May 15, 2007
NEW YORK (JTA)--As Shavuot approaches, Congress again seems poised to take up the question of immigration reform.
Frustrated by last year's stalemate on the subject, Senate Majority Leader Harry Reid earlier this month announced his intention to bypass the normal Judiciary Committee process and take an immigration bill that the Senate passed last year straight to the floor for debate.
The bill, S.2611, is not quite the bill for which immigration advocates had hoped. It would: provide additional visas for prospective immigrants; create a means for some of the 10 million to 12 million immigrants here illegally to change their status; speed up the family-reunification process; and guarantee that those who provide social services to immigrants will not be prosecuted.
Unfortunately, it also would create a complicated, three-tiered legalization process that probably would leave millions unable to adjust their status, and would include "touchback provisions," which require immigrants already in the United States to leave the country in order to return legally.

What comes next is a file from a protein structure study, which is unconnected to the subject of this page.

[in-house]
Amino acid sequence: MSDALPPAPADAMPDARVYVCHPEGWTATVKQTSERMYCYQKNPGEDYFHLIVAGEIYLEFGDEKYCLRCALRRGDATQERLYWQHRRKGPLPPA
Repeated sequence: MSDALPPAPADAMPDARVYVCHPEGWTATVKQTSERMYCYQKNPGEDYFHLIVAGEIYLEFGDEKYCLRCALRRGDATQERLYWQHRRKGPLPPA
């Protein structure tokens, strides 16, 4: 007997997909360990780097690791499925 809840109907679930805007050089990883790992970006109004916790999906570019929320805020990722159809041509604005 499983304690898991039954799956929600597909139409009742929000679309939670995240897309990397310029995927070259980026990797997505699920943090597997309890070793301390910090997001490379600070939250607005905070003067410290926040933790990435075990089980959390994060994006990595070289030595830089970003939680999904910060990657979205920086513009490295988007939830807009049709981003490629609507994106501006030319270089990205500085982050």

Critics of these touchback provisions worry that this requirement will constitute a financial and bureaucratic disincentive for immigrants to go through the legalization process.
The White House is backing a different bill that essentially would end the family-reunification system, which keeps families together by giving immigration preference to close relatives of U.S. citizens. The bill also would create a guest-worker program in which workers could receive three-year legal status through their employers.
We should think about these bills as we read the Book of Ruth on Shavuot. Fittingly, the book begins with a double migration: fleeing the famine in Canaan, Elimelech, his wife Naomi and their two sons leave for Moab.